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Holly Tales

Normal holly fruiting branch

One of the primary tributaries supplying Blair’s Pond is the Tantrough Branch. Much of that drainage is forested which contributes greatly to the high water quality by filtering much of the sediment and lessening the nutrient load. This, plus shading, also helps lower the water temperature.

Tantrough drainage understory layer

The canopy consists primarily of mixed second growth hardwood s and conifers. The understory layer consists of seedling oaks, dogwood, black cherry and American holly. The American holly, Ilex opaca, is especially abundant in the swampy stream side areas but is also quite abundant on the upland as well. Other Ilex species are present, too, but oftentimes are overlooked or not recognized as holly. Winterberry, (I. verticillata),

Inkberry (I. glabra), and non-native Japanese holly (I. crenata) to name a few. Generally speaking when locals speak of holly, they are referring to the familiar Christmas green, Ilex opaca.

Holly cultivar

At one point in Delaware’s history, holly played an important economic role for the largely rural population, suppling much needed cash during the winter months when other incomes were lacking. My grandparents grew a variety of fruits and vegetables on the farm where I currently reside. Strawberries, peaches, tomatoes, and fresh eggs were marketed during the warmer months. In late fall and early winter, peach watersprouts were saved during annual tree pruning, to be used as hoops for holly wreaths. These wreaths were sold locally and shipped by rail to major U.S. cities. Much has already been written about that subject.

Having lived my entire life on the same Tantrough farm, a couple of miles south of

Abbotts Mill, I naturally grew to take holly more or less for granted. Only when I visited other states did I become aware that we are blessed with holly. In northern Virginia to locate a holly is almost a rarity.

As most people know, the holly is either a male or a female; females bearing the familiar fruit (technically a drupe) while male trees provide the pollen. Both sexes need to be present for the fruits to form, not usually a problem in Delaware. The American holly is the iconic symbol of Christmas with its evergreen leaves and clusters of red berries. Nurserymen have selected certain more desirable trees to offer in the trade. Some varieties have an abundance of fruit, others have larger, or deeper green leaves, and a very few have fruits of a different hue. Growing up on our family farm we knew the exact location of three or four trees that always had the best material for decoration. Some of these trees were huge, in holly terms, and the best, most well fruited limbs, were always at the apex where they received more sunlight. My two brothers and I would carefully scale these trees to a height of thirty or forty feet with a navy surplus hunting knife, honed to razor sharpness, sheathed on our belt. We selectively cut and lowered a few choice boughs and decorated for the holidays. It was during these ramblings that we discovered the largest holly that we knew in existence. Someone had carved initials in the bark, as well as a glyph that looked to us like a sailboat and the date of 1923. It is safe to assume that at that date the tree was of a significant size, twenty years before our discovery. I kept track of that tree until six years ago when the loggers struck. Sadly that giant is no more, ground up for someone’s daily newspaper or table napkin. My data for this tree are: height, 72 feet, limb spread, 43 feet, and circumference 101+ inches.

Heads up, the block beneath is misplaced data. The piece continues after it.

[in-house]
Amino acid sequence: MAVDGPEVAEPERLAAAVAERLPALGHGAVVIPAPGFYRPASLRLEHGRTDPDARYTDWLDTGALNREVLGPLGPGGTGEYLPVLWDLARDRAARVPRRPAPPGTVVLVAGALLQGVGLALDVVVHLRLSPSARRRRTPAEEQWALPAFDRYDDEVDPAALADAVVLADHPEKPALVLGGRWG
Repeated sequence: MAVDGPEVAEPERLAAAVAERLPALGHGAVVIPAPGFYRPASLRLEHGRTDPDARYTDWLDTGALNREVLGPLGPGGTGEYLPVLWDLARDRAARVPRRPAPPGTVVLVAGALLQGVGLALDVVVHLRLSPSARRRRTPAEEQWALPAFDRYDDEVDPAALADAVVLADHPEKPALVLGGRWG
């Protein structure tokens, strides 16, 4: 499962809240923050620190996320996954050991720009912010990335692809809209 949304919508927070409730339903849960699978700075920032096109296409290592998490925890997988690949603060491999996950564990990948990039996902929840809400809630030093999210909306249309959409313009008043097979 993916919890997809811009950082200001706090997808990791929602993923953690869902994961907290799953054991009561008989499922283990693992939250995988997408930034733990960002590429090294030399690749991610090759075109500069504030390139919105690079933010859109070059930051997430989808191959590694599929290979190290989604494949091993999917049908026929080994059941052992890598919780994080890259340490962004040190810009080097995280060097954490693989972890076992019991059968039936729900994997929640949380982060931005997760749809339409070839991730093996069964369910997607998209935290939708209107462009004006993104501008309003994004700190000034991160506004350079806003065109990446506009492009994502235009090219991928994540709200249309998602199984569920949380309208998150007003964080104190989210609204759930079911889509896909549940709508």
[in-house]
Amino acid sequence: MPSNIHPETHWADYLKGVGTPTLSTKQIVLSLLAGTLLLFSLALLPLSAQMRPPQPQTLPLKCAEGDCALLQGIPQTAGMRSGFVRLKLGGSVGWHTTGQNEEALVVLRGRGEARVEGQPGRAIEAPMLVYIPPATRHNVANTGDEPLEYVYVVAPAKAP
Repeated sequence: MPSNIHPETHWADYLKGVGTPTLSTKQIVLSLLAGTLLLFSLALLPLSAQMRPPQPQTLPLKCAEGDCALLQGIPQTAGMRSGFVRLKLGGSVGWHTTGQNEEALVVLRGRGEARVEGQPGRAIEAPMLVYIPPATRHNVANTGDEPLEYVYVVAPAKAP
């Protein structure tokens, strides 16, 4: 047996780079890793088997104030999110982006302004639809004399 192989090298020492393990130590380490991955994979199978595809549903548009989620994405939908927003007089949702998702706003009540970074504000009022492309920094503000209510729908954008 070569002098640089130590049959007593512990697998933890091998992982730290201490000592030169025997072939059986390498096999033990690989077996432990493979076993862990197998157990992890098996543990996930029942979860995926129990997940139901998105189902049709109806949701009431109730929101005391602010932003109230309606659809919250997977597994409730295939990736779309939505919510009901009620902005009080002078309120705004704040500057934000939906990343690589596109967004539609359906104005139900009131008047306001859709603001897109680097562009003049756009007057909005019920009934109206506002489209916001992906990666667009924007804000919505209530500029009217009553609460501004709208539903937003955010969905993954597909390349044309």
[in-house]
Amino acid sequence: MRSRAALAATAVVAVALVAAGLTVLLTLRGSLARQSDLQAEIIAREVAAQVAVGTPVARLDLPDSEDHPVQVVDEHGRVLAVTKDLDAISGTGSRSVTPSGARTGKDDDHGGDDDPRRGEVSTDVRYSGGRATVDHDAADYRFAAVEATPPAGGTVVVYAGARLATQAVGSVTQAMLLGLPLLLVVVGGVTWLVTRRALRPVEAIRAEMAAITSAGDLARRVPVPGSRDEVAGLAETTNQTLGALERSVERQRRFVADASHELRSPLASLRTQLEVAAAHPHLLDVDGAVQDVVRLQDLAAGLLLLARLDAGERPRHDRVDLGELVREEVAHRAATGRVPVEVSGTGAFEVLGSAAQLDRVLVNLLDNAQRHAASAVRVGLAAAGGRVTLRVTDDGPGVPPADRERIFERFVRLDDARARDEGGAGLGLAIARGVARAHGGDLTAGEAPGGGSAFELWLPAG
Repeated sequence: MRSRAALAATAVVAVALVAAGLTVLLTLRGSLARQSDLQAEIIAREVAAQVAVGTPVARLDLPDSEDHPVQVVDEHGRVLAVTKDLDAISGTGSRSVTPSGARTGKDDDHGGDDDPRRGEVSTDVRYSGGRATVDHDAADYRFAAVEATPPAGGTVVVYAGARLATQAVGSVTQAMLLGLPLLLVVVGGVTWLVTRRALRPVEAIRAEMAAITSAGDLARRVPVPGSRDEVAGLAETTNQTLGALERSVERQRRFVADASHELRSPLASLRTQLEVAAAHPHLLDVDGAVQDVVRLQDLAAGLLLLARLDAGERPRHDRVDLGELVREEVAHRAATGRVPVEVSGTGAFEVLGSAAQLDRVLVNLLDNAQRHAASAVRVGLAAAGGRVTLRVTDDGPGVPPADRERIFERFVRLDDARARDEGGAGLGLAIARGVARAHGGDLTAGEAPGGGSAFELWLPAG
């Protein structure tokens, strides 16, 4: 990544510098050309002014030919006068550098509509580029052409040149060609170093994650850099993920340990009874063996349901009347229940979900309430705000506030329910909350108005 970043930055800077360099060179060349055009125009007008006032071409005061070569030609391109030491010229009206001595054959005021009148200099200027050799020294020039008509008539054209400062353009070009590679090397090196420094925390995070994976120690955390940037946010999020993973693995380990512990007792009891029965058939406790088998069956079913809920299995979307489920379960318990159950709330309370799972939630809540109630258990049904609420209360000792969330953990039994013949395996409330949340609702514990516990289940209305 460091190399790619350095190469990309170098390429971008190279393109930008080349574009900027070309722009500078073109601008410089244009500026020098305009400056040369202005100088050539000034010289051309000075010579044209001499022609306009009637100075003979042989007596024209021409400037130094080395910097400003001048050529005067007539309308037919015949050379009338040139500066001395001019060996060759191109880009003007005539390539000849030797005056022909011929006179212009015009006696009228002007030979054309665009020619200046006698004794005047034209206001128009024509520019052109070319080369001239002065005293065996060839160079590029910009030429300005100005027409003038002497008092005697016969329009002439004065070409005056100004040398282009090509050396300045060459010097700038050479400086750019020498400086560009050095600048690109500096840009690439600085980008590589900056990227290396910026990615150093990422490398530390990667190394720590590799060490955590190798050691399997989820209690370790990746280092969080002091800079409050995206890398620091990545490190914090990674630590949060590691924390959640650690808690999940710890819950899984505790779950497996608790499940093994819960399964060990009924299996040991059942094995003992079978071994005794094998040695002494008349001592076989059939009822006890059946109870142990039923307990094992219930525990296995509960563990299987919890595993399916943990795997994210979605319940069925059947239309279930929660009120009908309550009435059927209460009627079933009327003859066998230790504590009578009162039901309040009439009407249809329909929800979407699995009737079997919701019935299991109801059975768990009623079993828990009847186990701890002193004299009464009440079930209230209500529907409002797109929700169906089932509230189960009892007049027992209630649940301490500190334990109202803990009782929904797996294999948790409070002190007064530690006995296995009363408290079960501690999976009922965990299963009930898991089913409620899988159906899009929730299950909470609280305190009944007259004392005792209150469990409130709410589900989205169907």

Crown 72+ feet height, 43 feet spread

Very large holly, circumference 101+ inches

Some reference books refer to the native holly having rarely yellow, instead of red, fruit. I have viewed literally tens of thousands of hollies in my lifetime and never personally come across such a specimen. I have noted individual trees with more fruit, larger fruit, or better leaves or a combination of all three. Many years ago while teaching plant propagation to a class of master gardeners, this very topic came up during a discussion of vegetative propagation. One of my students from Selbyville, DE stated that there was a yellow fruited tree growing on their family farm. He assured me that the tree still survived and he could bring me a branch. Several weeks later, after I had completely forgotten about it, he showed up with a small branch of that tree in the trunk of his car. Although it was rather late in the season for rooting cuttings, I was able to root four. So my advice is: to keep searching and you, like my friend from Selbyville, may be able to locate a yellow fruited holly, too.

Yellow fruited holly branch

Happy hunting! p.s. let me know!

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